This is pure gold, I can run egrep over the log file after the python script has run. I can tune my egrep pattern search to pick exactly what I am interested in and ignore the rest. This reduction of cognitive load and freedom to pick my egrep pattern later on by trial and error is the key benefit for me.

tail -f mylogfile.log | egrep "key_word1|key_word2"

Now throw in other cool things that print can't do (sending to socket, setting debug levels, logrotate, adding meta data etc.), you have every reason to prefer logging over plain print statements.

I tend to use print statements because it's lazy and easy, adding logging needs some boiler plate code, hey we have yasnippets (emacs) and ultisnips (vim) and other templating tools, so why give up logging for plain print statements!?


I would add to all other mentionned advantages that the print function in standard configuration is buffered. The flush may occure only at the end of the current block (the one where the print is). This is true for any program launched in a non interactive shell (codebuild, gitlab-ci for instance) or whose output is redirected.

If for any reason the program is killed (kill -9, hard reset of the computer, …), you may be missing some line of logs if you used print for the same.

However, the logging library will ensure to flush the logs printed to stderr and stdout immediately at any call.

  • "The flush may occure only at function return." Which function? print()? No, output buffering can delay output even longer. "If for any reason the program is killed (kill -9, hard reset of the computer, …)," In that case, all bets are off anyways. Nothing a logging library can do about it.
    – Sören
    Commented Mar 28, 2022 at 15:48
  • I should have been a little more precise.  In non interactive shell (big part of the executions), print is block buffered and then the print are buffered until the end of the current block. The logging module ensures the flush at the end of each call. So yes, in case of kill -9 or hard reset, we could still find all lines in the output where some could be missing if print had been used.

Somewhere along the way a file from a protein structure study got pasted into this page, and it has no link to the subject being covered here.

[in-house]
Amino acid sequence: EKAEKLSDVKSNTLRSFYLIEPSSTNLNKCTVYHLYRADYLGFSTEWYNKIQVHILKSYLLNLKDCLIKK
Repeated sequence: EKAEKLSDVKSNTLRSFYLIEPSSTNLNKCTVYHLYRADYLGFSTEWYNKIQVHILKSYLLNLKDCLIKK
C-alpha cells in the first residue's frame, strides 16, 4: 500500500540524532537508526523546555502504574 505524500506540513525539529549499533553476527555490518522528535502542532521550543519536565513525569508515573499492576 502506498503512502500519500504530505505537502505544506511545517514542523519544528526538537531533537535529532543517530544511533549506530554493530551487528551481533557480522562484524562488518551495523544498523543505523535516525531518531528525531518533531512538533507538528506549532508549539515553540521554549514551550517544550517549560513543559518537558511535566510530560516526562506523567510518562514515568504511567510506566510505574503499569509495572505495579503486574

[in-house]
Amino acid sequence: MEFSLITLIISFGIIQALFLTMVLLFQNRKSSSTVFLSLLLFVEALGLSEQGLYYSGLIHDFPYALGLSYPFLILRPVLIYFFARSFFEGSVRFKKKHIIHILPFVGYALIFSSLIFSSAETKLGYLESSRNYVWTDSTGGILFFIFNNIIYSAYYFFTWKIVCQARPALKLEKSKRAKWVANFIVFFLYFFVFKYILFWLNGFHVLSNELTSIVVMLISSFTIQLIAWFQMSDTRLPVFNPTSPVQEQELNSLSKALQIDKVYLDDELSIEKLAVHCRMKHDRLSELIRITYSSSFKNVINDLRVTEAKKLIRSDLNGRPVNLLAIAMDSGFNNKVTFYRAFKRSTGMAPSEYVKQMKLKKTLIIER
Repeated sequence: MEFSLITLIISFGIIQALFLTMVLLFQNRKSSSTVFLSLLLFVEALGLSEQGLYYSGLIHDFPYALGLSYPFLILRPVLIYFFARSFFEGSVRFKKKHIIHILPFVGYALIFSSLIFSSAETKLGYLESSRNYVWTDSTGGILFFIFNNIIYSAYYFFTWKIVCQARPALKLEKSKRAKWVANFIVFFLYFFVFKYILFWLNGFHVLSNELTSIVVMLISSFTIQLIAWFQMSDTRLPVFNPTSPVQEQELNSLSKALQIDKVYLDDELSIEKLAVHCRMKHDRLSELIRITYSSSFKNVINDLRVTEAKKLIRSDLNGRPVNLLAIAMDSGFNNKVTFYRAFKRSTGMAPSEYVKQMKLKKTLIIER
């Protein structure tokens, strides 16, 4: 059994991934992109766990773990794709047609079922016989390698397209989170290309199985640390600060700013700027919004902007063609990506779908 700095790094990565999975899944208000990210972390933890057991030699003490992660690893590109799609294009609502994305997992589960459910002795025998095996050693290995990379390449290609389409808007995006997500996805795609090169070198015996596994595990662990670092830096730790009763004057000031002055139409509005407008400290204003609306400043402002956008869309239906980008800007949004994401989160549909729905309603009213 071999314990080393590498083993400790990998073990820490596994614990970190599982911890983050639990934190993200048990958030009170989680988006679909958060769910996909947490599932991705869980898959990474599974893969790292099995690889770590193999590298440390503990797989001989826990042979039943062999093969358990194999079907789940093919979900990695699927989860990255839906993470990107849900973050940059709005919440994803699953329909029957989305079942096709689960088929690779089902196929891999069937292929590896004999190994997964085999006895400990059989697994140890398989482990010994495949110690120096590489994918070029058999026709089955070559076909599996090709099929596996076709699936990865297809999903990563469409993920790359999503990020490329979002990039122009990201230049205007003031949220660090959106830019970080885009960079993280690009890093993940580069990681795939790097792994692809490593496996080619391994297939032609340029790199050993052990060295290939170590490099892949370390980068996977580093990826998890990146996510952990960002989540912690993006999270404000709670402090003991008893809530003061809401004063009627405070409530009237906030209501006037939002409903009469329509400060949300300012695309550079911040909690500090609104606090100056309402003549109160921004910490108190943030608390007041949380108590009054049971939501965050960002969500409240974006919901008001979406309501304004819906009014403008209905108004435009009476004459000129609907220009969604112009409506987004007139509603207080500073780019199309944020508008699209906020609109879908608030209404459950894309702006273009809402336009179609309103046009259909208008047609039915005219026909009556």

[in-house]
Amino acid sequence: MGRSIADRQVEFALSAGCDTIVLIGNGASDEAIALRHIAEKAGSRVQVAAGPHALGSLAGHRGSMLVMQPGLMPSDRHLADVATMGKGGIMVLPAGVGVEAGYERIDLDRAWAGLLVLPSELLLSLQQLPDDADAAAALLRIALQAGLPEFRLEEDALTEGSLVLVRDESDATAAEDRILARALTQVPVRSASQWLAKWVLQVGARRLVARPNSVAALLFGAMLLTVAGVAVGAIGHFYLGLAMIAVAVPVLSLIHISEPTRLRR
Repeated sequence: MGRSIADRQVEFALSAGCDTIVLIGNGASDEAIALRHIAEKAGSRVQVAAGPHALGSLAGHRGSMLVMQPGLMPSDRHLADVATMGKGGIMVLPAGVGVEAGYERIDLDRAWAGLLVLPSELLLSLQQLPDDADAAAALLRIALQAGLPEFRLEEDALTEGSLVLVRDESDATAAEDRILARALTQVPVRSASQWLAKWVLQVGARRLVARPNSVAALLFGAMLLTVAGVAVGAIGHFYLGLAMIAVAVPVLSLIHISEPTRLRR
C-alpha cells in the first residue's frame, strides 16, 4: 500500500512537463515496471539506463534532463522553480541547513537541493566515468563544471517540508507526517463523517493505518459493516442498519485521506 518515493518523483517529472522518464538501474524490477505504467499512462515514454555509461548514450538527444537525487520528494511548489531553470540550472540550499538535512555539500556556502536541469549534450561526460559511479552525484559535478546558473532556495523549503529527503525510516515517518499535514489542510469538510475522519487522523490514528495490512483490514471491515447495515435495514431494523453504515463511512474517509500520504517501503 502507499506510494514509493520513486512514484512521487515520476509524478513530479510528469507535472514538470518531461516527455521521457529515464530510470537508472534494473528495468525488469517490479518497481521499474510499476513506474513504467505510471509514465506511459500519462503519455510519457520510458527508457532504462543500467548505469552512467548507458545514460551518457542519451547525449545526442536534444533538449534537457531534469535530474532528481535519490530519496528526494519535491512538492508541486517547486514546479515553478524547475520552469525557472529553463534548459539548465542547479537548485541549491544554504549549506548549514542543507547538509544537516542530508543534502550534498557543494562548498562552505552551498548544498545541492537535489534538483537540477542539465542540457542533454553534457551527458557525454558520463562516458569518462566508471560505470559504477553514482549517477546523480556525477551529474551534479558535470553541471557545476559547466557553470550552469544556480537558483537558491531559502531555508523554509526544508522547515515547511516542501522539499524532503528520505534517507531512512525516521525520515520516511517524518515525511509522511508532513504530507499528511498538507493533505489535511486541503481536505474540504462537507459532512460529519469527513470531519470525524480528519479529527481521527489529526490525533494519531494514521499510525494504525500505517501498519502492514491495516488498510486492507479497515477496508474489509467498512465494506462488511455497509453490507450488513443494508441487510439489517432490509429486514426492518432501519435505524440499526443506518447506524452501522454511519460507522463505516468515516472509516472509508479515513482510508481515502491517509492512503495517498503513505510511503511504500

– Floh
    Commented Mar 30, 2022 at 5:35
  • What is your definition of 'block'?
    – Sören
    Commented Mar 30, 2022 at 7:29
  • Let say you have ` def demo(): print("a") time.sleep("120") print("b") ` in a non interactive shell, you will see "a" appear at the same time as "b", directly at the end of the 120 seconds count.
    – Floh
    Commented Mar 31, 2022 at 8:22
  • Or even later. The duration of a function call has nothing to do with how long stuff is buffered.
    – Sören
    Commented Mar 31, 2022 at 8:24

For my case: When I moved my application in server, I can't see print output, then I added logging and now I can see output in terminal and a logging file.

Logs Loading in Terminal:

cd /base_path/logs/

tail -f console.log
  • Your answer could be improved with additional supporting information. Please edit to add further details, such as citations or documentation, so that others can confirm that your answer is correct. You can find more information on how to write good answers in the help center.
    – Community Bot
    Commented Jan 18 at 12:56

Your Answer

By clicking “Post Your Answer”, you agree to our terms of service and acknowledge you have read our privacy policy.

Not the answer you're looking for? Browse other questions tagged or ask your own question.